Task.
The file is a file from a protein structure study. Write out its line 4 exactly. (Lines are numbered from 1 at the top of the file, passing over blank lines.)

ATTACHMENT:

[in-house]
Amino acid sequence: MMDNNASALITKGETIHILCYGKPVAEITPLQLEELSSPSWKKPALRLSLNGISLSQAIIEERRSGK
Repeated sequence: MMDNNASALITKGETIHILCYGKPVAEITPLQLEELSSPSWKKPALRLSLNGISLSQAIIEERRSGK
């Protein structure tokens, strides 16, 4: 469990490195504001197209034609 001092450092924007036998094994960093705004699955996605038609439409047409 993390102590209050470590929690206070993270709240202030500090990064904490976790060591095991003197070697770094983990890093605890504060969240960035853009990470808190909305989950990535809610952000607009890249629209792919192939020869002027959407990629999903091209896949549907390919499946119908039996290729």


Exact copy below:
């Protein structure tokens, strides 16, 4: 469990490195504001197209034609 001092450092924007036998094994960093705004699955996605038609439409047409 993390102590209050470590929690206070993270709240202030500090990064904490976790060591095991003197070697770094983990890093605890504060969240960035853009990470808190909305989950990535809610952000607009890249629209792919192939020869002027959407990629999903091209896949549907390919499946119908039996290729």